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Who benefits from escalating tensions in the Gulf?

Jun 19,2019 - Last updated at Jun 19,2019

Britain is the only Western US ally that has swallowed the proclamation by President Donald Trump’s administration that Iran is responsible for six recent attacks on tankers in the Gulf. Disbelief has been expressed by a wide range of governments and pundits. There are several reasons for the US’ lack of credibility on this and other issues.

First, US credibility has been seriously damaged by the lies Donald Trump personally, and his administration in general, have been telling on a wide range of domestic and foreign issues. These include the claims that Trump's tax policies benefit the middle class when, in fact, the rich are getting richer, the poor poorer, and the middle class is struggling. The US claims to treat Hispanic immigrants humanely, although it separates small children from parents at the Mexican-US border, creating anguish for both parents and children. The Trump "deal of the century", drawn up by three aides deeply committed to Israel's colonisation enterprise, could be good for the Palestinians. And, global warming is a hoax when it poses an existential threat to the entire world.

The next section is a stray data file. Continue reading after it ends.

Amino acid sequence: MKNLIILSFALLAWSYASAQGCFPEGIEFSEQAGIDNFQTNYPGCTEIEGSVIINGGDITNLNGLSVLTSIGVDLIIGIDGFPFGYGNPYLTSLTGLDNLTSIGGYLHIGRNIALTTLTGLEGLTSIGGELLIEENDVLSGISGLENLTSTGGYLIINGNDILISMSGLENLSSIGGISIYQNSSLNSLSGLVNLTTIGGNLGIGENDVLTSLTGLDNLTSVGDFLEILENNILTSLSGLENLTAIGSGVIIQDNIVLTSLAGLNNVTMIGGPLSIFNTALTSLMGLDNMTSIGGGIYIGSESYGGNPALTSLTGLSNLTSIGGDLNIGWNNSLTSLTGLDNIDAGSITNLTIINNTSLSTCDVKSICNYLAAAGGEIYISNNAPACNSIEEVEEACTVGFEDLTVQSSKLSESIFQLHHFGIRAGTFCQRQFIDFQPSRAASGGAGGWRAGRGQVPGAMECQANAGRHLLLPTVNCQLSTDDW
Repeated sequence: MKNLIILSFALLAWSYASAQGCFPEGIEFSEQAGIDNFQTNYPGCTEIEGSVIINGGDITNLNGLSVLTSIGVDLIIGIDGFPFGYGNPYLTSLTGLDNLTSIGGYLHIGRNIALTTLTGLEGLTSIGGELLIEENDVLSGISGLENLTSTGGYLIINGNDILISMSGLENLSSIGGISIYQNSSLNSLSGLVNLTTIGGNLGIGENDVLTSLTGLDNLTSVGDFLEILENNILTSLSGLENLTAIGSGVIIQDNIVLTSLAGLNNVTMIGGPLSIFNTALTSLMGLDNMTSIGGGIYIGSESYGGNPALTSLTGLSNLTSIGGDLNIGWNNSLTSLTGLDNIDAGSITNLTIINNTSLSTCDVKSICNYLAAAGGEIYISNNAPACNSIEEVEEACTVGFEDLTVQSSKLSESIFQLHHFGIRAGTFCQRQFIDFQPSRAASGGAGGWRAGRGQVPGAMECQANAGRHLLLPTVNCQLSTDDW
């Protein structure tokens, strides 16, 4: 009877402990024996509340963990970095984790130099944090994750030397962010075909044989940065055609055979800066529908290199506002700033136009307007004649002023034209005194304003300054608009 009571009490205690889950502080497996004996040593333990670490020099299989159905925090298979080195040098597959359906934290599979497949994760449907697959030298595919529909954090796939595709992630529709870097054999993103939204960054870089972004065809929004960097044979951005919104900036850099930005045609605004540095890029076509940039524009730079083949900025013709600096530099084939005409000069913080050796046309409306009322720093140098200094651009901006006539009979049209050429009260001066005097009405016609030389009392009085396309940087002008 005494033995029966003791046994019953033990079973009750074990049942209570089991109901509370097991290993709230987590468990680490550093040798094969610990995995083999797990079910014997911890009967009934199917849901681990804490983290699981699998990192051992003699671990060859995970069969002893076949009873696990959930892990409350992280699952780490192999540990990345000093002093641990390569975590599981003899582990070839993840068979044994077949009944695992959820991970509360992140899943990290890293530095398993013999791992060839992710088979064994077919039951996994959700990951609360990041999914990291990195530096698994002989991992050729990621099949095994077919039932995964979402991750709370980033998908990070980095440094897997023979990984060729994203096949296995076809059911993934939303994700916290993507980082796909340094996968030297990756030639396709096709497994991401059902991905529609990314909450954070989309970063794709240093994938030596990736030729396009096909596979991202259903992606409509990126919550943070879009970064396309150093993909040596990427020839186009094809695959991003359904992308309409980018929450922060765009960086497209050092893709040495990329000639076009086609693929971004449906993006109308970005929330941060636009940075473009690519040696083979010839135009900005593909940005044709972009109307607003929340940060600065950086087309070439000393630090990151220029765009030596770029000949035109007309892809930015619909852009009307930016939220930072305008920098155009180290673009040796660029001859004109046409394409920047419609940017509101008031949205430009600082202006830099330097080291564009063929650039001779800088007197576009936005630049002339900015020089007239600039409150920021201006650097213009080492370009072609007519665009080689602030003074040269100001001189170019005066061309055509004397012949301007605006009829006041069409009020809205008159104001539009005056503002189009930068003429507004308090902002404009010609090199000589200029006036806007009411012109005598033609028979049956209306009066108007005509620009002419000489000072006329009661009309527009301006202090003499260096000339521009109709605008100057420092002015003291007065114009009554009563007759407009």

The latest lie told by a leading hawk in the administration was uttered a week ago by Secretary of State Mike Pompeo, when he said Iran was responsible for suicide bomber strike on May 31 in Kabul that killed four Afghan civilians and wounded four US soldiers, although the Taliban promptly claimed credit. He does not seem to understand that the Taliban are Sunnis, while Iran is a Shiite country that does not support Sunni radicalism.

Second, Trump uses threat as a major foreign policy weapon. Since taking office, he has issued military threats against North Korea, Venezuela and Iran, and has used economic threats though tariffs against a host of countries, including the European Union, China, Russia, Iran, Mexico and Canada.

Third, US allies other than Britain also fear the Trump White House could follow the bad example of the George W. Bush administration (2001-2009), which based its case for invading and occupying Iraq on lies and invented "intelligence" showing that Iraq had weapons of mass destruction although this was far from the truth.

Therefore, accusations by Donald Trump, Secretary of State Mike Pompeo and others in the administration that Iran is behind last month's and last week's attacks on tankers have been met by considerable scepticism.

Norway's Frontline, operator of the Front Altair tanker, said a torpedo may have struck the ship, which had been chartered by Taiwan's state oil refinery to transport a cargo of naptha, a flammable petrochemical product, to east Asia. Frontline is the world's largest tanker firm. Now that the ship is in port, investigators could verify or refute this claim and perhaps identify the perpetrator.

The Japanese tanker operator of the second ship dismissed the US accusation that a time bomb or a limpet mine had been attached to the hull by Iran. The owners and crew insist the ship had been holed well above the water line by two flying objects.